As the full import of this year’s Federal court case “Blanchard vs. City of Memphis” sinks in, we hear from other cities in Tennessee.
According to the Times Free Press
“Activists say Chattanooga police officers are using fake Facebook profiles to influence public opinion, sow division and discredit law enforcement critics.
They are urging people not to accept friend requests from “Chante Raleigh” or “Taneisha MissLovely Halfacre.” Their warning comes as Chattanooga activists continue to use social media to organize support for Charles Toney Jr., the man at the center of a viral Dec. 3 arrest.”
Within a few days of this article, we hear that MPD’s fake Facebook account, Bob Smith, which was outed during the Memphis trial, has been friending Nashville-based activists. Bob Smith has been identified as MPD Sergeant Timothy Reynolds who appeared in the Federal trial. Reynolds is a 19-year veteran of MPD who was a member of the MPD Homeland Security squad at the time of the surveillance, and is now a part of the Organized Crime Unit, a joint MPD / Shelby Sheriff’s Dept paramilitary force, which became active in political repression around the time of the MLK eve arrests in Memphis on April 3rd, 2018. They frequently appear masked in public.
Statewide Law Enforcement Conspiracy?
Memphis activists might be forgiven for a certain level of paranoia, but the MPD surveillance via social media is real. Facebook recently announced that six bogus accounts belonging to MPD have been closed, including Bob Smith’s. We don’t yet know who the other five are, by the way, despite inquiries to MPD and Facebook.
The facts of MPD’s surveillance of political activists are settled law.
MPD’s State Collaboration
We have written about the collaboration between MPD and the Tennessee Fusion Centers.
Our first Fusion Center post takes from Jeff Winter‘s FOIA and provides details of the organization in every state of “fusion centers” organized in state law enforcement. We track Fusion Center communications between MPD’s “Real Time Crime Center (RTCC)”, which also operates the network of spy cameras and a disguised camera van which MPD uses to make illegal photographs of protest attendees. Sergeant Tim Reynolds (“Bob Smith”) who was a member of the Homeland Security Squad at MPD, testified that he worked closely with the RTCC. The Homeland Security Squad is “sheep dipped”, law enforcement parlance for “paid for by Federal LE”.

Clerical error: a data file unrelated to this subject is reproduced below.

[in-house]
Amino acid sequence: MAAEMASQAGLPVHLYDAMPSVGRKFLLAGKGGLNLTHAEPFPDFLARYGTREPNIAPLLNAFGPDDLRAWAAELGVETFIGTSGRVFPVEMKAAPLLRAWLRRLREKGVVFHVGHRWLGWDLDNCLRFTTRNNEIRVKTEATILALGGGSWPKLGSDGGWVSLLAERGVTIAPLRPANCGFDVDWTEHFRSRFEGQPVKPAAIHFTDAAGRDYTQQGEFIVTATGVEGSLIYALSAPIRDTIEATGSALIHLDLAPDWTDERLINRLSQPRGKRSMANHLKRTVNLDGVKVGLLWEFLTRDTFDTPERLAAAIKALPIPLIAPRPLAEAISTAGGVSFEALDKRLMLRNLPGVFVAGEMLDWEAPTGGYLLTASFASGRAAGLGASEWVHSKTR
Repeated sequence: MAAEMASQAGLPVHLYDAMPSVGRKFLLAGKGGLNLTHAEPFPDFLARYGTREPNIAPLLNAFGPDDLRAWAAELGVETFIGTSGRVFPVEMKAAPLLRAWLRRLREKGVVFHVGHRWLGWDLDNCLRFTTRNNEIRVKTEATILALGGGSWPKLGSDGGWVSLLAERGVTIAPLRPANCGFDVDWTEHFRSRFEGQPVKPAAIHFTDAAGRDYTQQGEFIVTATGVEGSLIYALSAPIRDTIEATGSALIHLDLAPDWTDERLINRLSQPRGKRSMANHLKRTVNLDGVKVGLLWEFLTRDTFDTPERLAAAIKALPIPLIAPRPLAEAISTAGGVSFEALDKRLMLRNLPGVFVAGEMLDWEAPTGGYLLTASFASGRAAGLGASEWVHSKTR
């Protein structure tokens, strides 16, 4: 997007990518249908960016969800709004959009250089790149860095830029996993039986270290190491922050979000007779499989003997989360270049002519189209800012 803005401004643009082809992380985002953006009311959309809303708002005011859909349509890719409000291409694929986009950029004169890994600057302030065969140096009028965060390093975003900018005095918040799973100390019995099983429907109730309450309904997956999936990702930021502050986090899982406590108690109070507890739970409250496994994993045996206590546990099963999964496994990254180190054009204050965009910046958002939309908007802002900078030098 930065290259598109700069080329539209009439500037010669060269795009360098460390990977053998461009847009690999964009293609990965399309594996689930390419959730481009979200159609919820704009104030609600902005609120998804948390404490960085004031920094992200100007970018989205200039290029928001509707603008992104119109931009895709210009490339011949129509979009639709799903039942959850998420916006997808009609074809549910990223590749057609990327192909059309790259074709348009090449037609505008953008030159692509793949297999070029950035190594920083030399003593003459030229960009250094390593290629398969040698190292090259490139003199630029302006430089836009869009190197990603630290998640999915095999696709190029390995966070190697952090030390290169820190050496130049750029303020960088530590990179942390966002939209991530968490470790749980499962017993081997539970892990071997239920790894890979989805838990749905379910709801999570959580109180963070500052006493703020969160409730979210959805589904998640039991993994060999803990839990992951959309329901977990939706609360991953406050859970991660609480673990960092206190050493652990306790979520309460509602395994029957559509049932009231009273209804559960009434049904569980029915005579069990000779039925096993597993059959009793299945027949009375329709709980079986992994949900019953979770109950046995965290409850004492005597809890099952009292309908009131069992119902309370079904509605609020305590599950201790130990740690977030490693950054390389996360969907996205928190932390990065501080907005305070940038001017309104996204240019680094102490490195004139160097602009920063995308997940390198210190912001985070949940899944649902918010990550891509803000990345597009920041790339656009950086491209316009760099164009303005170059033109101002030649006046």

As part of the Fusion Center operations, there is extensive training provided by the FBI and Federal LE for local LE agents. In addition, the Fusion Centers provide bogus cover stories for local LE, designed to tie legitimate protesters to alleged terrorist and gang activities.
In Memphis, all this came to light following on our A-list controversy, where the existence of a City blacklist was revealed via an MPD blunder and a vigilant activists who had been briefed on MPD operations.
This became one of the biggest local media stories of 2017 and led directly to the ACLU lawsuit.
MPD and State Law Enforcement Collaboration
Incidental to the A-list controversy, a number of arrests of political activists on April 3rd, 2017, the eve of the 50th anniversary of Dr Martin Luther King’s murder, by an OCU snatch squad, led to further investigation. OCU – Organized Crime Unit – is the paramilitary police force shared by the City and the Shelby County Sheriff of which Sergeant Tim Reynolds is now a member, having moved on from the Homeland Security Squad.
We obtained a FOIA report from the TN Fusion Center which we analyzed to document the information flow from MPD’s RTCC via social media spying, right up to the Tennessee Commissioner of Homeland Security.
This report adds depth to the nature of State – MPD cooperation in the persecution of political opponents.
This month’s revelation of very similar police activities in other Tennessee cities suggests that LE is operating from a template, boosted by Federal training of LE operatives and deployed over state fusion centers nationwide.
In Memphis, because of the existence of a coordinated activist intelligence gathering cottage industry including Gary Moore’s Who will Watch the Watchers and our own efforts might have been the canary in the coalmine.
The historical accident of the 1978 Consent Decree provided a legal framework. The judge’s order looks to the future. It specifically envisions that the combination of the 1978 Consent Decree and October’s court order will provide a legal framework for a new civil right for the information age, the freedom from police surveillance of first-amendment protected speech.
If Federal, State and local police have created a template for political surveillance of political activity via social media, Memphis has also created two useful templates.
We have shown how to investigate police social media surveillance.
The ACLU has also created, via this year’s court case, a legal template for protecting citizens against these activities.
We are the canary in the coalmine. You’re welcome.